For this project, we were briefed that we had to make an app with a food theme, however, the rest was up to us in terms of the idea, scope and target market. I decided to make a children's recipe app aimed at children to use, as in my research I established no apps like this existed (only apps aimed at adults for making kids meals), which really surprised me. My app is full of easy recipes that aim to make children more interested in learning how to cook, and leading the cooking in the home. 
I was surprised that this idea didn't exist at all, as 51% of 5-8 year olds have already used a smartphone, and this statistic will only rise in years to come. However, there were many cooking books aimed at children to read and use, which seemed almost outdated.
Initial wireframes
My app mainly focuses on recipes, with easy steps split into those that kids and 'grown-ups' can do. This allows the child to lead the cooking in the home. The Let's Cook page has recipes split into Delicious Dinners, Delightful Desserts and Scrumptious Snacks, all with colourful illustrations to make the recipes come to life. The user can then add meals onto the Starred page, which are then split into dishes to try, and dishes they've loved and therefore saved for easy access. The Favourites page is where the user can add their favourite food they have at home, and using the ingredients mentioned, Nommies then generates meals and dishes for the user to try, which can be rated. The Let's play page has some fun games for the children to play, which in turn unlocks more recipes to make. The philosophy is that the child would be more likely to try new things if they have unlocked them!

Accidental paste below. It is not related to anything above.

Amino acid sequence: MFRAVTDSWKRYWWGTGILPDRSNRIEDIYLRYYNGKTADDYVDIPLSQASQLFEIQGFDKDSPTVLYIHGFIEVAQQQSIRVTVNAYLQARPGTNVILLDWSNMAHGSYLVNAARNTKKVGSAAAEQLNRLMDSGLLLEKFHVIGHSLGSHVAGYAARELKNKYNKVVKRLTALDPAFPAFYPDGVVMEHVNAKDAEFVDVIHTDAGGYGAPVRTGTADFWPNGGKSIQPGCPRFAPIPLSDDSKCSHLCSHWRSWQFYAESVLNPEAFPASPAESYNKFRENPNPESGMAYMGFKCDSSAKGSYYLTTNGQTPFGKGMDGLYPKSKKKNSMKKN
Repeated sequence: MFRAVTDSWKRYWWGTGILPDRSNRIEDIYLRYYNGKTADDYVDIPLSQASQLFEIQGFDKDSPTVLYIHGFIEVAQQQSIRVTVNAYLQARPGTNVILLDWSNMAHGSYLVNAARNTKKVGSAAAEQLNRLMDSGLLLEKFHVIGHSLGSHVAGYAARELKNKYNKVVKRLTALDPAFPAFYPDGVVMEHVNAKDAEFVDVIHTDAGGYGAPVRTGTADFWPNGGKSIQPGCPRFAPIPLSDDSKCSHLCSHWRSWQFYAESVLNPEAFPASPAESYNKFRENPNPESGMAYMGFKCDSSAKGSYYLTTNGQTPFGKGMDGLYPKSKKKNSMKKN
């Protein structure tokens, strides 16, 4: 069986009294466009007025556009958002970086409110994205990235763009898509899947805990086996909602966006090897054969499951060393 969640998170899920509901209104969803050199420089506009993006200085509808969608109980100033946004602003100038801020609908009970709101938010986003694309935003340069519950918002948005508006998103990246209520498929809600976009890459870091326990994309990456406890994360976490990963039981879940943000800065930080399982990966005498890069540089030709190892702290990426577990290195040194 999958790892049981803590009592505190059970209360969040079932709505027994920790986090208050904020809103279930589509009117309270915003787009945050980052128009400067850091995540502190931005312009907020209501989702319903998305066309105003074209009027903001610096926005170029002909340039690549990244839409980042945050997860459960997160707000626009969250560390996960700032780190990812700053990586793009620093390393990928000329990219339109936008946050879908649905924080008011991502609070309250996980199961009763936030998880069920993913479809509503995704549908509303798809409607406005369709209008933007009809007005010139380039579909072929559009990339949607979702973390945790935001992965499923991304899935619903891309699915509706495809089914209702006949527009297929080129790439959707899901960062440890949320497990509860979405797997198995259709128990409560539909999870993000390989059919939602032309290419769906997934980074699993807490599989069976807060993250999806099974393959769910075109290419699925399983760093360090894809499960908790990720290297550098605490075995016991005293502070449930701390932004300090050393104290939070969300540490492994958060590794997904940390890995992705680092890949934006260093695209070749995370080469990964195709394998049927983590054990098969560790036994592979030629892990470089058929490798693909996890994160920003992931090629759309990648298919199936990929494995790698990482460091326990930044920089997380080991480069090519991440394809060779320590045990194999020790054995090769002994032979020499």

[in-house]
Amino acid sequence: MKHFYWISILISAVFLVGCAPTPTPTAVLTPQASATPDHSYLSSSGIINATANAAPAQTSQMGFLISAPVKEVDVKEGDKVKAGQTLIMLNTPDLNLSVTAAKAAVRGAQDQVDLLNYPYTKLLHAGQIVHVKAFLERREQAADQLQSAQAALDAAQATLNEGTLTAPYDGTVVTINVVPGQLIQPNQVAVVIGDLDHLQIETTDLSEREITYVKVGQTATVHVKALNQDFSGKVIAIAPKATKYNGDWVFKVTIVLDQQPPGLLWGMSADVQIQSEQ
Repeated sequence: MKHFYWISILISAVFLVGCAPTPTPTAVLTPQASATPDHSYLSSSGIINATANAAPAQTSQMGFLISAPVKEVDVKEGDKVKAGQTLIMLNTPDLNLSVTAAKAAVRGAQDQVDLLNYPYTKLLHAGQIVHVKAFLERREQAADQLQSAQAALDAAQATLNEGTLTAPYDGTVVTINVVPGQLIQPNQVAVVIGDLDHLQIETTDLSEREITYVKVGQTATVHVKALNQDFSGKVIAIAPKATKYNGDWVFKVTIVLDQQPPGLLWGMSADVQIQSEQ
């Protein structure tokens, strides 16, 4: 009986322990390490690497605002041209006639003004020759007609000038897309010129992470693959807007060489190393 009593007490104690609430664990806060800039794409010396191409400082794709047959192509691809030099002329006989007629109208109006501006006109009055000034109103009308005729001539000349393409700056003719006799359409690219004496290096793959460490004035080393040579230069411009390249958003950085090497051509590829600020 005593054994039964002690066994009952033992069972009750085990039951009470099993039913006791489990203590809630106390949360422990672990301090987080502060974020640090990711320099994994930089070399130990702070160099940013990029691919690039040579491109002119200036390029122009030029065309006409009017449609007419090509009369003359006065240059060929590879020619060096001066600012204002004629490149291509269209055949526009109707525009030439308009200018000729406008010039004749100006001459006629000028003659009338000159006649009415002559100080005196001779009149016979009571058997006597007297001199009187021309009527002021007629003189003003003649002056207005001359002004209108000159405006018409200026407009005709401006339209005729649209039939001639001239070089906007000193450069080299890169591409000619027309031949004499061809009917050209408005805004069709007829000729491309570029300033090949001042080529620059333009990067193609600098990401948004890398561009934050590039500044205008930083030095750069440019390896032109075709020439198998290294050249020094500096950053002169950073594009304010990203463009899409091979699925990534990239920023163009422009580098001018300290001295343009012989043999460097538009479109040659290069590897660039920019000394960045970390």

The evolution of the visual identity, from wireframe to final outcome
Home screen progression
Recipe page progression
This design evolved quite substantially from the initial wireframes and designs. I learnt that using fewer colours and thinner outlines made the app look more polished, as well as still being suitable for my target audience. I then realised that using the more childlike font for the buttons and headings worked better than using it for labels and smaller text, as it is less legible at smaller sizes. 
This was one of my favourite projects of second year due to the freedom in idea and design, and I got quite attached to Muffin the bear by the end of the project!
Pages from my client facing report on features and brand guidelines.
Back to Top